Why aren’t venture capitalists flocking to fund cybersecurity startups?

On the back of pretty strong earnings reports and valuations, public cybersecurity companies are outperforming the broader technology segment. Yet, funding for cybersecurity startups has flatlined.

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It’s an interesting issue that is worth taking a moment to consider. This morning, let’s look at how cybersecurity companies have performed, as well as a number of datasets regarding Q1 2023 venture capital investment to understand why investments have been tepid in this sector despite stellar results from the companies.

Sounds good? To work!

How to make a lot of money in the technology game

If you want to earn truckloads of cash selling software today, I wouldn’t recommend making an API to connect a blockchain to the e-sports world. Both of those sectors are struggling after a period of overinvestment and hype, though I hope both rise again: The former because it would be entertaining in a business context, and the latter because I am a huge nerd who is patiently waiting for a Starcraft revival.

No, if you wanted to make a lot of money in the technology game today, you would build and sell cybersecurity products.

The evidence is clear. Cybersecurity is chugging along quite smoothly, even as the largest tech companies muddle along and Zoom figures out how to grow again after one of the most impressive runs in corporate history.

Here’s a bit of data for your delectation:

  • Palo Alto Networks reported better profit and revenue than analysts had expected, and investors are happy about it, with shares up 7.9% this morning. The company’s report reads like a victory lap: Revenue increased by 24% while total billings rose 26%. Its remaining performance obligations climbed 35%, leading to a 61% improvement in operating income and a 68% rise in free cash flow. All that helped its adjusted earnings per share increase 83%, moving the company into the realm of GAAP profitability. In today’s economy!
  • Zscaler won’t report earnings until June 1, but it’s already telling investors to expect a show. Zscaler is expecting Q3 revenue to land between $415 million and $419 million, above its previous forecast of $396 million to $398 million. That’s not a small change — the midpoint of the new forecasted range works out to around 45% growth.
  • Over at CrowdStrike, investors expect the company to report revenue of $677.4 million in the quarter ended April 2023, up from $487.8 million a year earlier. That’s roughly 39% growth.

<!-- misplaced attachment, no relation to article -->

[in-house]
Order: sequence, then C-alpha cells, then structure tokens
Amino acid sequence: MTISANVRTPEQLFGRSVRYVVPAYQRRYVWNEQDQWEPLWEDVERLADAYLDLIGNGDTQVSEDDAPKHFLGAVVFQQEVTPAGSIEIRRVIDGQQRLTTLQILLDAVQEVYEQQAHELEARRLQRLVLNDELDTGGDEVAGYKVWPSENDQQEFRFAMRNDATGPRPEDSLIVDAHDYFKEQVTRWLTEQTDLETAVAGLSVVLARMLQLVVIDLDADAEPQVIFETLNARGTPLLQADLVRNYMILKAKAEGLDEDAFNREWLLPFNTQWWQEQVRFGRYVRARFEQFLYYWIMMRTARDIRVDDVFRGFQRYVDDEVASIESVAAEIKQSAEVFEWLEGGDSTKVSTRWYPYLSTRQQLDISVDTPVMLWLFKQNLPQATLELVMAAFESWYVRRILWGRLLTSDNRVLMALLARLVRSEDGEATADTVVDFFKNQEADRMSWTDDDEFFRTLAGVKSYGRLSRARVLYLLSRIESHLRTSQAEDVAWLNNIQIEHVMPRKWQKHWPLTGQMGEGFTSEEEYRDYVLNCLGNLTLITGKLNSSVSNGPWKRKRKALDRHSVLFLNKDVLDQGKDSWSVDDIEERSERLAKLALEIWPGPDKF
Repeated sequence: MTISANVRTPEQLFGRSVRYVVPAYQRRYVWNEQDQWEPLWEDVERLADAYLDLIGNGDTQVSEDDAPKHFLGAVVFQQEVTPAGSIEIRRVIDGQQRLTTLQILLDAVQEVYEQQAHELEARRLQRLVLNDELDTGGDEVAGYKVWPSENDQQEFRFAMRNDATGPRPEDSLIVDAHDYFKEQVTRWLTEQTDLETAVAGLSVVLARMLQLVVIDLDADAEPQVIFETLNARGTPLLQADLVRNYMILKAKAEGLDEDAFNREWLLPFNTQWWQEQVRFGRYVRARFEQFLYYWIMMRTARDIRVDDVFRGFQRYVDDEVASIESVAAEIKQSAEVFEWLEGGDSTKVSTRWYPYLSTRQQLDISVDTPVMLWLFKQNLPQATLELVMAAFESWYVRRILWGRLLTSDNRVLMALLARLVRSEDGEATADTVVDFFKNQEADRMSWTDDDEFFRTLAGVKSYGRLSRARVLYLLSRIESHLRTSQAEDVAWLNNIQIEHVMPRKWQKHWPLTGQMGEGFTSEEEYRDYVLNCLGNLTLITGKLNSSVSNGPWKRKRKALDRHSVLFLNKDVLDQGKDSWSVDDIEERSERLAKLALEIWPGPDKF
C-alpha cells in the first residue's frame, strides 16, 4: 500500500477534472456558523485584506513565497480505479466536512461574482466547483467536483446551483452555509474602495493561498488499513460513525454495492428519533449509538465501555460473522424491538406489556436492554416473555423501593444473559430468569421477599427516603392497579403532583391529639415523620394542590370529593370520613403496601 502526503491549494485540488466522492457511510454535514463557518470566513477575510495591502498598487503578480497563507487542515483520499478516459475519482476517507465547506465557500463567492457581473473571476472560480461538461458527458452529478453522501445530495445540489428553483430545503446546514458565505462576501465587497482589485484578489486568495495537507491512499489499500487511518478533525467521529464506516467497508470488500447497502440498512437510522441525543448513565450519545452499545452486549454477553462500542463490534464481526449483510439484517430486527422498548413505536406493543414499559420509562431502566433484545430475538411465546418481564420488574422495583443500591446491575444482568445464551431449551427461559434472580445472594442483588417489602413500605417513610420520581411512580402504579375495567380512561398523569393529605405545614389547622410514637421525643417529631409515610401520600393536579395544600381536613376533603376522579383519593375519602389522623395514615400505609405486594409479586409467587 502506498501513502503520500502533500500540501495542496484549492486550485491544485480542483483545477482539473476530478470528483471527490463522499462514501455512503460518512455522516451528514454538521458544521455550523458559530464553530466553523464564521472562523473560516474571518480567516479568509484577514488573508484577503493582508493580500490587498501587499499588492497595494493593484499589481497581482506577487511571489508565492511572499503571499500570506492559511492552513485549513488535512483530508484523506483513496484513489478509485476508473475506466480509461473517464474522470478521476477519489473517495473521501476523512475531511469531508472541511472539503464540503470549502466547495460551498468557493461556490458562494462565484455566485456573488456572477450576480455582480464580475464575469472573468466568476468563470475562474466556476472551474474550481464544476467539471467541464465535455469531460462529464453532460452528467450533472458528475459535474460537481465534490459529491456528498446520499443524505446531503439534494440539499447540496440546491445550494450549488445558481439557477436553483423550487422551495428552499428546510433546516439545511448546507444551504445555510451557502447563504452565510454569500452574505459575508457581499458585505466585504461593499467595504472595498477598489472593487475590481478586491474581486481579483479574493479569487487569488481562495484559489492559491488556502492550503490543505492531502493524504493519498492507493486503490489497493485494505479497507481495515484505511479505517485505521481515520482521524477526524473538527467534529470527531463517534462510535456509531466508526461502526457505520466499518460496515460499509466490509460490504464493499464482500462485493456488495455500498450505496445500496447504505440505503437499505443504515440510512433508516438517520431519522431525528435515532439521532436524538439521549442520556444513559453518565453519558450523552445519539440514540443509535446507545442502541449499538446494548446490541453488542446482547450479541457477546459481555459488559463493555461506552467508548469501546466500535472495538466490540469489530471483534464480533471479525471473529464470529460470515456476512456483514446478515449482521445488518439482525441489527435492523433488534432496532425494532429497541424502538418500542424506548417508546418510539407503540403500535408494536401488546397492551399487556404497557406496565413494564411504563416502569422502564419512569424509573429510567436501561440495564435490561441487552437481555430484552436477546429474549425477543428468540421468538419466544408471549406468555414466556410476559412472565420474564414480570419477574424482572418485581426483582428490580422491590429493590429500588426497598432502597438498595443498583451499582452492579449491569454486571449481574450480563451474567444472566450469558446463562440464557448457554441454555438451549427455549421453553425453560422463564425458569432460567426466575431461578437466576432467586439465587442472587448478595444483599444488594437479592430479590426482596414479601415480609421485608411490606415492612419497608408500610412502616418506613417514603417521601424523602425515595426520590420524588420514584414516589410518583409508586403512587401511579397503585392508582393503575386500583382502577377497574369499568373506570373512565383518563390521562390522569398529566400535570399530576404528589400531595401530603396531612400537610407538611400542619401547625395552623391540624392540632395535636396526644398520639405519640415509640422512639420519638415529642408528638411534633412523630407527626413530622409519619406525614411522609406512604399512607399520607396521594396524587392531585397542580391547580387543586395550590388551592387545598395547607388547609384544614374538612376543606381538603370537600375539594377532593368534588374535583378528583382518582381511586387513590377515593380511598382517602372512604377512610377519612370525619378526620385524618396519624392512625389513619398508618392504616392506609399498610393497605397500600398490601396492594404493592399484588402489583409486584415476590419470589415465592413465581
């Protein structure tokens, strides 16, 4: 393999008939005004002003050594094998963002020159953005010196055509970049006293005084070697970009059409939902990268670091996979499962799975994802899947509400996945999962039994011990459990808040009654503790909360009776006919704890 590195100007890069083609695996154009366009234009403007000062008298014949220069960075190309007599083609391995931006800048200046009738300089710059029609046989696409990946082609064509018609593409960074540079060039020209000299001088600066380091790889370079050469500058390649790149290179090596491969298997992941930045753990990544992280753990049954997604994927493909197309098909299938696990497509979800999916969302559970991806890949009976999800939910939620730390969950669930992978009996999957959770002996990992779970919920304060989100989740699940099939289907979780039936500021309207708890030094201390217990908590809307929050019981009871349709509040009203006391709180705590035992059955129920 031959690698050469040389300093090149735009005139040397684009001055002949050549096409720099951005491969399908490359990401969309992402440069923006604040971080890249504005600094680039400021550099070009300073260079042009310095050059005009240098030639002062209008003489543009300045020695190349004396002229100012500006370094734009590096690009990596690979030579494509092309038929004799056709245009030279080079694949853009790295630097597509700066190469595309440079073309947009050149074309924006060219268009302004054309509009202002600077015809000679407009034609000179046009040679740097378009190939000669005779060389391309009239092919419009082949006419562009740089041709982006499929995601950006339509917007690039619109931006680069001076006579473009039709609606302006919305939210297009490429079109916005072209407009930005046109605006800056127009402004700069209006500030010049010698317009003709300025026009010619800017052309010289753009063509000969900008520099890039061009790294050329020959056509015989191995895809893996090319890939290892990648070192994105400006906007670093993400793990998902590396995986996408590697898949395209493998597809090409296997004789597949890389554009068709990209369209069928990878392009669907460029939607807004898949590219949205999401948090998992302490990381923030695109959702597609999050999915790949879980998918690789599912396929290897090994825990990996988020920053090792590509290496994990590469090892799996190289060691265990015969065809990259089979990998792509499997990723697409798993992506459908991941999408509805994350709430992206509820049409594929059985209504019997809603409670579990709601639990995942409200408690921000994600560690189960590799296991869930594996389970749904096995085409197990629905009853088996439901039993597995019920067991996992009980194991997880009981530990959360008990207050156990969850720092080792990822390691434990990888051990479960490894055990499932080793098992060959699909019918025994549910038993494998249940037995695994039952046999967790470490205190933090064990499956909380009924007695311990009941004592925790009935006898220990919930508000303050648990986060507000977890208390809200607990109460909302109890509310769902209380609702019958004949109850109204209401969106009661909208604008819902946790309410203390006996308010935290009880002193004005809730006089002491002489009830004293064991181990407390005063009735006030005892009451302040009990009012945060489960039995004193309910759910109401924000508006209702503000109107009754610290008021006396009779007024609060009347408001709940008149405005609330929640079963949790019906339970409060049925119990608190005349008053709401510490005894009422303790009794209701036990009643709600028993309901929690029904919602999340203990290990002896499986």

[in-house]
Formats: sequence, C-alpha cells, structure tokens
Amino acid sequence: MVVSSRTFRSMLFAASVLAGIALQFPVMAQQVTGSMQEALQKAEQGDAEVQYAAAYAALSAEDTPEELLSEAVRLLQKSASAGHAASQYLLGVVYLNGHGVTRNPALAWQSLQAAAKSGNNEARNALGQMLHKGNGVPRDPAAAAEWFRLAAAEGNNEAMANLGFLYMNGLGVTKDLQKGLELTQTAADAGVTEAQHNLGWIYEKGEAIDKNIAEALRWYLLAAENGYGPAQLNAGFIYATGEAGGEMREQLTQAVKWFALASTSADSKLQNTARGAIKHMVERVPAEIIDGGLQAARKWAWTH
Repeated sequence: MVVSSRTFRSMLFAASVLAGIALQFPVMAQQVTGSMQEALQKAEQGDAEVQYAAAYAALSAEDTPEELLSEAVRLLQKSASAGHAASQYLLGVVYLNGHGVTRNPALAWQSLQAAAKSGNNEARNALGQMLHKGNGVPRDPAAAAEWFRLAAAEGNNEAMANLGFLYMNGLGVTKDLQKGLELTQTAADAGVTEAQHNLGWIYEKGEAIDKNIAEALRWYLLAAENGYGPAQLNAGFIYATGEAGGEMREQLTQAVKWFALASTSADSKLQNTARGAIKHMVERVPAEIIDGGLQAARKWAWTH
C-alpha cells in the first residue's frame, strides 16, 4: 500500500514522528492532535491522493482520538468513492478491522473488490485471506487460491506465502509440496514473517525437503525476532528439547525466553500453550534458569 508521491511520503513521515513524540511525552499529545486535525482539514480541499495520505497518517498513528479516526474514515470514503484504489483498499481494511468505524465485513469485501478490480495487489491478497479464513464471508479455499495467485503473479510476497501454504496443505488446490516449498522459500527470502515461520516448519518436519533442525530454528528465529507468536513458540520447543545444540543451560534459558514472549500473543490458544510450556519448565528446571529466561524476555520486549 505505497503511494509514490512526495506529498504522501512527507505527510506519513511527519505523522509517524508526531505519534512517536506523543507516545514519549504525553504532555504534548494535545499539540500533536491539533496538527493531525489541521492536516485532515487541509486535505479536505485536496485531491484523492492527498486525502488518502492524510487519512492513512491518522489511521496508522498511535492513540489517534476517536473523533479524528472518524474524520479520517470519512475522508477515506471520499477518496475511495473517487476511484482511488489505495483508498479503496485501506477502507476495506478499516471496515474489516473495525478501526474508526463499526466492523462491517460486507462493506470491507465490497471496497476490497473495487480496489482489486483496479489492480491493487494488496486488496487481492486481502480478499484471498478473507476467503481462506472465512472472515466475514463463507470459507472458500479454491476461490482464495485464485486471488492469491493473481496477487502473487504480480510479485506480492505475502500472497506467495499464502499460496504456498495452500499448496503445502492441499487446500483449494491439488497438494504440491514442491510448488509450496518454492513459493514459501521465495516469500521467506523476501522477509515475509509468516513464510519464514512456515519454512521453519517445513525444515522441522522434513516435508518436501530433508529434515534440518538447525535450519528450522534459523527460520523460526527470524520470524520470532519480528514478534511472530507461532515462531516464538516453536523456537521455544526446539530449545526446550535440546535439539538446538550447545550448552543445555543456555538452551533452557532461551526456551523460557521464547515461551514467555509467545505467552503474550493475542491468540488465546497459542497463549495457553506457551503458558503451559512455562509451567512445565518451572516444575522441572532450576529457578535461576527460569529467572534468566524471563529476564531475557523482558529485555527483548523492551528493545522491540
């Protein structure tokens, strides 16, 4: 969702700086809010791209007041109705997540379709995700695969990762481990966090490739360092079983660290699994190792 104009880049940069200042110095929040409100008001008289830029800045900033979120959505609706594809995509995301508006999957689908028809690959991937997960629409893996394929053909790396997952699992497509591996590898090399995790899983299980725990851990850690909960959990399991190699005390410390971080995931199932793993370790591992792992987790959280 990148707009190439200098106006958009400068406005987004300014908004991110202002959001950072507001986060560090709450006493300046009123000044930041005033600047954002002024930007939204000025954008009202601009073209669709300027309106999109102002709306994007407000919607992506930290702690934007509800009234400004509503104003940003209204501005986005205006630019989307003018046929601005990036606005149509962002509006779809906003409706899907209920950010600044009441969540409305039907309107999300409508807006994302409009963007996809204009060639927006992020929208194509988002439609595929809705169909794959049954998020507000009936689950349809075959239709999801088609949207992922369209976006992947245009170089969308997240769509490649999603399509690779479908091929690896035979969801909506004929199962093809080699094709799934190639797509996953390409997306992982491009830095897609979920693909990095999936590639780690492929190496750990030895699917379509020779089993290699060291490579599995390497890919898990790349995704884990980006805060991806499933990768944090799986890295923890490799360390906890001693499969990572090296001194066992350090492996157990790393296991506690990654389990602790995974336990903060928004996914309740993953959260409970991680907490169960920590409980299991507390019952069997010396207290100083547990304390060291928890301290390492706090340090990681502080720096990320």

We also have other examples, but I think the ones above make it clear that public cybersecurity companies are doing quite well for themselves.

Investors are paying attention. If you sort the Bessemer cloud index by revenue multiple, you will find CrowdStrike, Cloudflare, Zscaler and SentinelOne toward the top. So if you want a revenue multiple in the double digits, cybersecurity will lead you in that direction.

How to make less money in the technology game

Given clear market demand and impressive results from mature cybersecurity companies, are venture capitalists pouring capital into cybersecurity startups? Nope.

As Crunchbase News reported recently regarding Q1 2023 venture totals:

Venture-backed startups in cybersecurity saw nearly $2.7 billion in the first quarter of the year, per Crunchbase data. That is a slight uptick from the $2.4 billion in the final quarter of last year, although it represents a 58% drop from the $6.5 billion such startups saw in Q1 2022.

The best thing we can say about cybersecurity VC investment in Q1 2023 is that it matches what we saw in Q3 2022 and is better than what Crunchbase counted in Q4 2022. So things are not terrible, even if they’re far from outstanding.

A report by startup accelerator and investor DataTribe also covered how the cybersecurity startup sector struggled to find much to crow about in Q1 2023 (emphasis added):

The first quarter of 2023 marks the close of a grim quarter for most founders raising venture capital. U.S. Cybersecurity deal activity in the quarter was at or near decade lows from seed (21 in Q1 2023 vs. 20 in Q1 2015) to Series E. Year-over-year, cybersecurity seed deal volume was down 56% (from 48 to 21) and down 50% (42 to 21) from the previous quarter. The broader U.S. Venture Capital ecosystem marked similar low points, albeit with a sharper decline than what we observed in cybersecurity. Valuations remain compressed at all stages except seed, with the notable exception being the $300M Series D raised by Wiz at a 54x revenue multiple and a $10 billion pre-money valuation.

DataTribe went on to note that some early-stage cybersecurity valuations are above prior norms, mirroring what we have seen in the larger seed-stage segment. But that’s about it when it comes to good news.

So, what’s going on? There are a few possible answers to this conundrum. In no particular order:

  • A startup die-off is limiting the number of companies that are going to make it through the venture slowdown, therefore constraining the amount of capital that can be put to work efficiently. Per DataTribe, “the number of cybersecurity companies reported as ‘Out of Business’ in Q1 2023 is well above historical norms and nearing an all-time high,” so this could be a factor.
  • A lot of cybersecurity startups are growing quickly enough that they don’t need capital at this time. A good way to fund a business is through gross profit, and strong growth could be helping limit these startups’ need for outside capital.

That’s all I got. Given that valuations are down across the board, today’s cybersecurity equity prices have been dramatically depressed, even if they remain more expensive than other tech subcategories.

You would think that VCs would be swooping in to buy shares on the cheap. And yet.